As for men, this year’s pop culture is rolling out Boardwalk Empire (an HBO series about male-dominated 1920s Prohibition culture), Lonestar (about a con artist lying to the two women in his life; critically acclaimed by the experts but cancelled after just two weeks), and Michael Douglass as the iconic man at his worst in “Wall Street: Money Never Sleeps” (where he and others play the Wall Street “fat cats” storyline right out of the White House’s worst nightmares).

The stereotypes are captured in the comedy Running Wilde: responsible, capable woman meets playboy, self-centered man. It’s the same concept as the hit Cougar Town.

This theme is repeated often in each week’s primetime television: Castle, The Good Wife, Psych, Lie to Me, The Mentalist, Modern Family, Bones, Parenthood, Life Unexpected, House, 90210, 30 Rock, and many others. In Glee and Desperate Housewives the stereotypes are epic.

The overall message? Men are flawed, and women are strong and responsible but need several good friends to make everything all right. Book titles cited in recent women’s magazines include:

  • Best Friends Forever: Surviving a Breakup with Your Best Friend ;
  • Best Friends: the Pleasures and Perils of Girls’ and Womens’ Friendships ;
  • The Decision Tree: Taking Control of Your Health in the Era of Personalized Medicine (features guidelines for including your online network of friends in your health choices);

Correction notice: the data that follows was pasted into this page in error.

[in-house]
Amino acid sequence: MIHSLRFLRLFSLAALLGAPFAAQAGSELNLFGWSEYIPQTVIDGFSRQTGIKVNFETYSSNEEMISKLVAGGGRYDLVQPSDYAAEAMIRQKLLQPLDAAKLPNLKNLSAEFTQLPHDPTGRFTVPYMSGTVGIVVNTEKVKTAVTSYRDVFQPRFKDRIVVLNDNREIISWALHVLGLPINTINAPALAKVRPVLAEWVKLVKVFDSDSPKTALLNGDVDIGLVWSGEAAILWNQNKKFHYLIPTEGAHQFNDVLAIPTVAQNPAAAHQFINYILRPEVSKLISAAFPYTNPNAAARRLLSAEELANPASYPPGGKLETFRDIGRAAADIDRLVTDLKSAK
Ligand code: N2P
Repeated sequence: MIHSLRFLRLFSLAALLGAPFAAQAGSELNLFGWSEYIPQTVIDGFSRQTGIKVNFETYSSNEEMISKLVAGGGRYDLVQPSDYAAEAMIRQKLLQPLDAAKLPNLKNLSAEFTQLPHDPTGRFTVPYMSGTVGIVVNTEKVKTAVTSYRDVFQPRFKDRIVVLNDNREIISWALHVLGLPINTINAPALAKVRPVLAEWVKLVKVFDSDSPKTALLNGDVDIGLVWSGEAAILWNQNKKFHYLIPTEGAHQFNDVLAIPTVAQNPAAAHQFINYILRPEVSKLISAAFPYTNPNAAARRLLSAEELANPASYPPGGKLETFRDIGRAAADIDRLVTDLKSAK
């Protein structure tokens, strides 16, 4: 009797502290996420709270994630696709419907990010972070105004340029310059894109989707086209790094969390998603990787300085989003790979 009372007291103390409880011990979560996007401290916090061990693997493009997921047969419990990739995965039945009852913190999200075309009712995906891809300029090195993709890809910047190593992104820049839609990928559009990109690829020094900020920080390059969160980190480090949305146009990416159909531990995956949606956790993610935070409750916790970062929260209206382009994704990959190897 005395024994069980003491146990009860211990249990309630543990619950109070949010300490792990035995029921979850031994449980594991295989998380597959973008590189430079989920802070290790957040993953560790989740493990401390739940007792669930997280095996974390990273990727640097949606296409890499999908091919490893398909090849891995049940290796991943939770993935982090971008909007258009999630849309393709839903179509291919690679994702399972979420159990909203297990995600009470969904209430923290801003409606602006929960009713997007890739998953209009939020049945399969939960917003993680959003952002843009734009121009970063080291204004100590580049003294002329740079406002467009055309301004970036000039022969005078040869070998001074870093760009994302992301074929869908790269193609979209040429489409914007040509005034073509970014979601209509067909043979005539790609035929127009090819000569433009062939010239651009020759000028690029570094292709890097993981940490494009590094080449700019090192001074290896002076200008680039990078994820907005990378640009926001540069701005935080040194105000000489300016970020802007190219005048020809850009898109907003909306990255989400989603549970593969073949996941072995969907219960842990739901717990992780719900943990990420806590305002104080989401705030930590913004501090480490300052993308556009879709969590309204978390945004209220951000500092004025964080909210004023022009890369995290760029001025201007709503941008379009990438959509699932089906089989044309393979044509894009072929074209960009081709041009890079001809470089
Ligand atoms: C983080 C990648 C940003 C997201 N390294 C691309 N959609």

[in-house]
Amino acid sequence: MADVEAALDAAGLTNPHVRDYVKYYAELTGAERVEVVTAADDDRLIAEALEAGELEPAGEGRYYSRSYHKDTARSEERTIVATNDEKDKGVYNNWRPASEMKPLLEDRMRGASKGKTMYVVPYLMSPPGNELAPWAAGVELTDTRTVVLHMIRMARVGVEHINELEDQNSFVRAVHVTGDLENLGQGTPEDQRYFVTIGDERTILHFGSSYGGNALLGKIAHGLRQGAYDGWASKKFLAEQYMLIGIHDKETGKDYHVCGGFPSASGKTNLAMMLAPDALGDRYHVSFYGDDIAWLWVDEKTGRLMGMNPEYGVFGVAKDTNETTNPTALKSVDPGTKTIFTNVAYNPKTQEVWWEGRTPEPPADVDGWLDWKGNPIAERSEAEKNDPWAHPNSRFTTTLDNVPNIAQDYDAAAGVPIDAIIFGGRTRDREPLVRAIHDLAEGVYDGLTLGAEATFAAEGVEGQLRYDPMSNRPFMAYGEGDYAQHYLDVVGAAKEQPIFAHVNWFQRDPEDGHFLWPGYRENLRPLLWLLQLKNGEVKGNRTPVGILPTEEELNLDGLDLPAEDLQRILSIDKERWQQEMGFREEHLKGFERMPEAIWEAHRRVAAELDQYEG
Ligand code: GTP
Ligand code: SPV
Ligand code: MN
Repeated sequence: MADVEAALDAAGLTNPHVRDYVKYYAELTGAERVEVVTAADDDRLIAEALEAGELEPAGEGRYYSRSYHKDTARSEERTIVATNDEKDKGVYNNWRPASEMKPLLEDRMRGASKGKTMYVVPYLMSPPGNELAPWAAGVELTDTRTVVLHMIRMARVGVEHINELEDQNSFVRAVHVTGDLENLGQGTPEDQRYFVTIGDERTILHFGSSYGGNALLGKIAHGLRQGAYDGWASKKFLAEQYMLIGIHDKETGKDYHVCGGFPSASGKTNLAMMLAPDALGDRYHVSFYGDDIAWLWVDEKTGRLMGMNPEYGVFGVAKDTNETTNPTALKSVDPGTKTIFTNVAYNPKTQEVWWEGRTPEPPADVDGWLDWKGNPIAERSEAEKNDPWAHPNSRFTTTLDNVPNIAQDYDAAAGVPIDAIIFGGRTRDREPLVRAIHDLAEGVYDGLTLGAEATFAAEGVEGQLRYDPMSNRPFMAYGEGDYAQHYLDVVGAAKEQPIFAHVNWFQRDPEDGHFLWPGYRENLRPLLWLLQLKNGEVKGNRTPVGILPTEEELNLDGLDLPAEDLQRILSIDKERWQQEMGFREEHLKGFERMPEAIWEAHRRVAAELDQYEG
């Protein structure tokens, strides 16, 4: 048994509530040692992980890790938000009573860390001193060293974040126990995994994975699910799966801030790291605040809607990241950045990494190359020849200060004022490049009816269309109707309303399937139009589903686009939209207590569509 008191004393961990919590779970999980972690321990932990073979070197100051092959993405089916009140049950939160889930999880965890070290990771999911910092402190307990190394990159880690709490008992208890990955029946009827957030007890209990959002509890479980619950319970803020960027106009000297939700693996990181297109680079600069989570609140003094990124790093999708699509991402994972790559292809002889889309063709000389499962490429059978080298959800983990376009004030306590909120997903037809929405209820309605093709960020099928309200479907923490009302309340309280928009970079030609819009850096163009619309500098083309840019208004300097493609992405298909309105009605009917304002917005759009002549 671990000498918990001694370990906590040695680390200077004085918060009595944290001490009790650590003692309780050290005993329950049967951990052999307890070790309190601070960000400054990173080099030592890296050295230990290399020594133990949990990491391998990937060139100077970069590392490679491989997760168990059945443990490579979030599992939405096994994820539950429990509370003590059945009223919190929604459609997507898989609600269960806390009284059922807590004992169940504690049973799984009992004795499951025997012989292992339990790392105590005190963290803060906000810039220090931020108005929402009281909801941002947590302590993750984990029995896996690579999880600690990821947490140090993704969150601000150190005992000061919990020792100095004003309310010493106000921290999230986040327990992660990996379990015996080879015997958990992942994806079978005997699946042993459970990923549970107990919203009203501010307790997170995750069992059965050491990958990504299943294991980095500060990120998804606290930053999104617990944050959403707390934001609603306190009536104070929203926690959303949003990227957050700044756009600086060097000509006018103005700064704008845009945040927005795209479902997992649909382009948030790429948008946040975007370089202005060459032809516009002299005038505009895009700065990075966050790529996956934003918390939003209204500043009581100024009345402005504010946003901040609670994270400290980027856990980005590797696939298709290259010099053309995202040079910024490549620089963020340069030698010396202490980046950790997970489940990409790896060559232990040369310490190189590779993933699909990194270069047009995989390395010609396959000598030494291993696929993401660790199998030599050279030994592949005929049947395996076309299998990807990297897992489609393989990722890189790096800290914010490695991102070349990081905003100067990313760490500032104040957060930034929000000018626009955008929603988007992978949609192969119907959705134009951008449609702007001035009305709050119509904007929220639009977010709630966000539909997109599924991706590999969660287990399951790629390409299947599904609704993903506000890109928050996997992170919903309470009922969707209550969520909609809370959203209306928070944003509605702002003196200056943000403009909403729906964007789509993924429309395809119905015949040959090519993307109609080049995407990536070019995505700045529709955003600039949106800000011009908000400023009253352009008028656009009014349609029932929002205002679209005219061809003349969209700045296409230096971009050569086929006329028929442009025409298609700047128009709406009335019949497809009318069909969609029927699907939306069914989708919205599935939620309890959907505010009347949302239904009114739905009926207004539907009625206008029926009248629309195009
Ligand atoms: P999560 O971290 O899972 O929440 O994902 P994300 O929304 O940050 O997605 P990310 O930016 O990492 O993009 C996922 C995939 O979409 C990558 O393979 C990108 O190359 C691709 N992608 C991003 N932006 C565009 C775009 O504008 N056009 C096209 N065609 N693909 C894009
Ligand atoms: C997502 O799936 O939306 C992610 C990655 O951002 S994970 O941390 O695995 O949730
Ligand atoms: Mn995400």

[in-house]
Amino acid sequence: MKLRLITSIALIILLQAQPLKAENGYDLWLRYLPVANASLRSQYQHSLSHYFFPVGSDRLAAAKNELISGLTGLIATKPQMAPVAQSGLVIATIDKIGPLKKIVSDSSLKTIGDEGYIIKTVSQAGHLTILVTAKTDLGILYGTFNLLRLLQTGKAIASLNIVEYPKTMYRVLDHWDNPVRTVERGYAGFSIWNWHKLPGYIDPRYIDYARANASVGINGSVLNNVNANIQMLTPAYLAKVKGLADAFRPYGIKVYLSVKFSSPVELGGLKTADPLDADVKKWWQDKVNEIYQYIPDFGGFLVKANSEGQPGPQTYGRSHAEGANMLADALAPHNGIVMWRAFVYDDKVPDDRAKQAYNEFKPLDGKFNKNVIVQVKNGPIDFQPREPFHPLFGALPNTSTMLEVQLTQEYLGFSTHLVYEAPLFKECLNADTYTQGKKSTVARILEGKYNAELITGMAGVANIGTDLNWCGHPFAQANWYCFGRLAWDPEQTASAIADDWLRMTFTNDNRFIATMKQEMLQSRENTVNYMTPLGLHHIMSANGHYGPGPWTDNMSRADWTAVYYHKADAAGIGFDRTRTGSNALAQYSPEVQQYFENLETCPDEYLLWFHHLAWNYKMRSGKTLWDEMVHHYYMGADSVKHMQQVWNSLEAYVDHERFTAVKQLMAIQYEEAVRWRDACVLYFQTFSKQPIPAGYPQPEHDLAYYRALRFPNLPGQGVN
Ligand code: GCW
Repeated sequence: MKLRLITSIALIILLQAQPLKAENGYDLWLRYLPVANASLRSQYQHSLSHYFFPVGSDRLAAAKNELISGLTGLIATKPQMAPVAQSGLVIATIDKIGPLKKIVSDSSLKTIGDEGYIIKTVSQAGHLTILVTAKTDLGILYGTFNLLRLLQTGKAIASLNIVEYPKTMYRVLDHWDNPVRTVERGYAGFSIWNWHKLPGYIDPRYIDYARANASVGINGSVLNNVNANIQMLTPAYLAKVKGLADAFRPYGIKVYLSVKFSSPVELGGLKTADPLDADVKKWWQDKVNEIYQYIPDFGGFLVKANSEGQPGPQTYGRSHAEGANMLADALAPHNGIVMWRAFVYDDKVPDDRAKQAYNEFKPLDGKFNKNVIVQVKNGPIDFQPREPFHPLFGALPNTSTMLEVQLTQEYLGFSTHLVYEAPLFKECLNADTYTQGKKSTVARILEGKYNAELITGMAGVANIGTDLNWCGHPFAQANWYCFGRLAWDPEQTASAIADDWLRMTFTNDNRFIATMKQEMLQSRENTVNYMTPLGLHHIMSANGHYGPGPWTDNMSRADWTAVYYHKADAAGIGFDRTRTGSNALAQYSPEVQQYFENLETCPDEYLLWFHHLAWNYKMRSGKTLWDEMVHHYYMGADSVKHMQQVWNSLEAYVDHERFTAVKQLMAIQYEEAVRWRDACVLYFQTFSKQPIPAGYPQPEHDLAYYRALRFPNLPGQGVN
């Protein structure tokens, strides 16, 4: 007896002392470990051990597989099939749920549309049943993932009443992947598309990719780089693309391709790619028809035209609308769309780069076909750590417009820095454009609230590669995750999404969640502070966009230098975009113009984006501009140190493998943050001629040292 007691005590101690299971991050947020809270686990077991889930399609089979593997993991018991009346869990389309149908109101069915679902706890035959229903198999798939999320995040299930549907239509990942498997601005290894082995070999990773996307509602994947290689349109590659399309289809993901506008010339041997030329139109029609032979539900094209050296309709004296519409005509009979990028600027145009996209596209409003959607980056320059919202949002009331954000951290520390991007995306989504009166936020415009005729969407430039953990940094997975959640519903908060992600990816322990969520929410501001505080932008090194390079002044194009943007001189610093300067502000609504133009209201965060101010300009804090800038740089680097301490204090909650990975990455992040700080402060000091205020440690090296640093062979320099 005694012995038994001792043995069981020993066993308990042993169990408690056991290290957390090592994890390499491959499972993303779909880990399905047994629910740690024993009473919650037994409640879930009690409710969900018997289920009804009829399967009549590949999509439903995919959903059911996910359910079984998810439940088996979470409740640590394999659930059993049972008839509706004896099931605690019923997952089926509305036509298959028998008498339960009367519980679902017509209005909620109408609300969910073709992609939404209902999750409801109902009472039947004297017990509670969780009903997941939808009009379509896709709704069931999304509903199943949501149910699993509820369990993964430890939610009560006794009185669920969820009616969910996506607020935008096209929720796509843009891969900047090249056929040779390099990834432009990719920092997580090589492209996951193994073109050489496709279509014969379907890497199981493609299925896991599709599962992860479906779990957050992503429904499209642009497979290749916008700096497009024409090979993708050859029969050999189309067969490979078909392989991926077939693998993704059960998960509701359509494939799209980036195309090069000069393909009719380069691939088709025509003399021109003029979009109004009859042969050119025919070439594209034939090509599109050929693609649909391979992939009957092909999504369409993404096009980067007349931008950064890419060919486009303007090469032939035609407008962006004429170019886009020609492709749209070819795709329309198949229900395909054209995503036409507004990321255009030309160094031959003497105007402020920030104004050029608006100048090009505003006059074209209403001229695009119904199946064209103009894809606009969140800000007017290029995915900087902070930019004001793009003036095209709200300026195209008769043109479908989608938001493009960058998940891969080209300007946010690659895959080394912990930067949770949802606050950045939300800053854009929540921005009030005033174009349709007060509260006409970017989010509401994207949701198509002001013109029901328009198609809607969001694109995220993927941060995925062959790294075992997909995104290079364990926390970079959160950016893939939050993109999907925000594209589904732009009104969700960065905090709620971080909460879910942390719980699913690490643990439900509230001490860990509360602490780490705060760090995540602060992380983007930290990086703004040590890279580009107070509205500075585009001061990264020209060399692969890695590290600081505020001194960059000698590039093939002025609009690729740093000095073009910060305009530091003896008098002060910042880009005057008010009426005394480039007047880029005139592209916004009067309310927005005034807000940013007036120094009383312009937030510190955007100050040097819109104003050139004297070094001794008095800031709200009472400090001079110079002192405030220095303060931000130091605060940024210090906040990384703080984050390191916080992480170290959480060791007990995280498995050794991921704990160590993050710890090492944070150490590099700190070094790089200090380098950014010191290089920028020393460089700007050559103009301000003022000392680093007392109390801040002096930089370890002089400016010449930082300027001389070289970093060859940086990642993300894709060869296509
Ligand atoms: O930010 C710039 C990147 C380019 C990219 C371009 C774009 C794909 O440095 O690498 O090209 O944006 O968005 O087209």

• The Positive Power of Negative Thinking (celebrating the idea that venting to friends can help women in many ways)
  • The Twisted Sisterhood: Unraveling the Dark Legacy of Female Relationships.

Girls’ magazines also offer articles on dealing with your BFF, BGF, and ongoing “Friend Maintenance.”

For any guys who don’t know these terms, they stand for Best Friend Forever, Best Guy Friend (not a boyfriend or involved with the girl in any kind of romantic relationship), and the ongoing necessity of working on, planning, fixing, and sustaining relationships with close friends. The to-do lists are long and impressive.

Women work on average nine hours more per week than they did in 2004, 20 while still doing as much non-employee work in the home. Men, on the contrary, do less housework when they are unemployed or underemployed. And as a result of the Great Recession and high unemployment, this is impacting a lot of households.

Pop culture does have a few men who are “the good ones”—like Chuck, Smallville’s Clark Kent or “McDreamy” on Grey’s Anatomy. But good men are rare, the current plot assures us, as most males are selfish, uncommitted, cheating and a lot like “Mad Men” characters.